May 16th, 2011
10:12 am

Tom H wrote: “The wealthier Chinese people will continue to crave western goods at a growing rate. It is very posible that ALL of America can benefit.”
I think a good question would be: “Which western goods will the Chinese people crave that are not already built in China?


May 16th, 2011
1:53 pm

Yeah, America could benefit!!! if we could get the $%#@! government off of the back of Americans and business. We’re over taxed and over-regulated!!!!!!! How can forcing businesses over seas be of benefit to Americans? The only thing we make here is tech. and dependency on government!!!!!! Anything labor intensive has been laid in the grave…geee thanks Uncle Sam…..you idiot!!!!

Cool Ghoul

May 16th, 2011
2:09 pm

Ace – you aced it!

Ole Guy

May 16th, 2011
2:14 pm

Good analysis…no, make that GREAT ANALYSIS. However, this appears to be a “crossroads picture” frozen in time. It’s a pretty good snapshot of the “runners” as they trundle down the road of the dynamics of the global economy. The one big determinant that’s missing is education; while the Oriental value structure of education appears to be at an all-time high, this Country’s “educational output” seems rather dismal. The storys, if you follow Ms. Downey’s discussion series, all point to a rather…no, make that EXTREMELY…disappointing future for both today’s youth, and for the direction in which this Great Country is headed. With 1) low graduation rates, 2) the political gamesmanship which takes place in the mere interests of appearing to accel while reality speaks to the contrary, and 3) what seems to be a perpetual insistence on hiding political heads in the sands of ignorance, believing, all the while, that all is well in education land…all combine to ask the big question, should we fear China’s growth?

While Mr. Moss paints a rather convincing picture…a “not to worry, children, all is well” broad sweep of confidence, we would be wise to start demanding a realistic educational approach to our future, not the straw house known as NCLB. ONLY when we start focusing on education…on REAL education; not the crap which passes for education in Georgia…can we even dare to face the economic threats posed by China and, for that matter, the rest of the civilized world.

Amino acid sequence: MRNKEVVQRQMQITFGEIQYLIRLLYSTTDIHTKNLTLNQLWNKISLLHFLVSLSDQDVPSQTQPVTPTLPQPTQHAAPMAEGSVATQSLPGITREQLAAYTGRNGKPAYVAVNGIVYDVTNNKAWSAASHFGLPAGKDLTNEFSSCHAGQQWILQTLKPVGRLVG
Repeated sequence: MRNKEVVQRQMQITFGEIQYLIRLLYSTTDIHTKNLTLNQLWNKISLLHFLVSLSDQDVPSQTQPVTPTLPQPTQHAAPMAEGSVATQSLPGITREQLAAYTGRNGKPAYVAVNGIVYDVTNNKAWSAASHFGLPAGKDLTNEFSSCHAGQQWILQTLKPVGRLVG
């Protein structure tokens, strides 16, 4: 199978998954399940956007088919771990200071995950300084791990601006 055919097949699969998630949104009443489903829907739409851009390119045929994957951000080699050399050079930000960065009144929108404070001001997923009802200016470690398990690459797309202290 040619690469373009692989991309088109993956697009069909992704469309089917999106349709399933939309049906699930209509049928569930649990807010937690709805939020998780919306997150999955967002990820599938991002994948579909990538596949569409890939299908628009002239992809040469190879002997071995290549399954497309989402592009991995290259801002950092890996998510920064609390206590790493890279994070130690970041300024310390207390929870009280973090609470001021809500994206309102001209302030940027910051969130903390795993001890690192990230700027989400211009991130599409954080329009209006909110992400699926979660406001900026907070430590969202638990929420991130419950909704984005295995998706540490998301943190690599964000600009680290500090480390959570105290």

Gerald West

May 16th, 2011
2:28 pm

China’s spectacular social and economic development can be attributed to freedom from politicians and freedom of enterprise. It is the greatest humanitarian achievement in world history: in only 25 years, more than a billion people have risen from starvation, poverty, and despair to prosperity, hope, and pride.

A western-style “democracy”, replete with corrupt and obstructive politicians, would certainly put an end to China’s development miracle. Don’t count on it! It would be out of character for the Chinese people to trade responsive and wise governance for a noisy, divisive, do-nothing American-style political circus.


May 16th, 2011
3:22 pm

First the US bashes communism and says everyone needs to be capitalist because communism is dangerous. Then when one of those communist countries becomes successfully capitalist, Americans bash that country because its success is “dangerous”. Basically, Americans don’t care what type of political system is present in the rest of the world, just as long as it is unsuccessful.

Pessimistic Cynic

May 16th, 2011
3:41 pm

“China’s rapid economic expansion the past few decades has generated huge opportunities for U.S. companies.”

When is that going to trickle down to the rest of us?

Pee Wee

May 16th, 2011
4:06 pm

I admit it. I’ve had a longterm fear of China. I accidentally broke a piece of China in my wife’s set some time back and she still hasn’t gotten over it. I now prefer old plates or even Chinet.

Bejing Bertha

May 16th, 2011
4:08 pm

Uh Pee Wee. I believe he’s referring to the country. You know, the one with the big wall.

Pee Wee

May 16th, 2011
4:09 pm


May 16th, 2011
4:22 pm

America was in the lead for a long time. It would not have been difficult for America to maintain that lead, but they found a way to squander it away through greed and ignorance. The chinese work harder for less money, and they actually produce things in that country.

Based on that, I would respectfully disagree with Lauren and say that it is a lot worse than it sounds.


May 16th, 2011
5:13 pm

They produce more BECAUSE they have a communist government and the people (cheap laborers) MUST do as they say. These laborers live in “dormitories” at the job site for pennies an hour, no vacation time, sick time, benefits, etc. For example, The company that makes Ipods installed suicide nets at their factories because so many workers leaped to their deaths-Fox conn is the name of the factory-true story-google it) Now just because the Chinese elite put on a smiley face and can glad hand when the world is watching does not make it right, They treat their people like mules all in the name of the dollar, and we accept it because it makes our 401K’s go up a little, Just not right!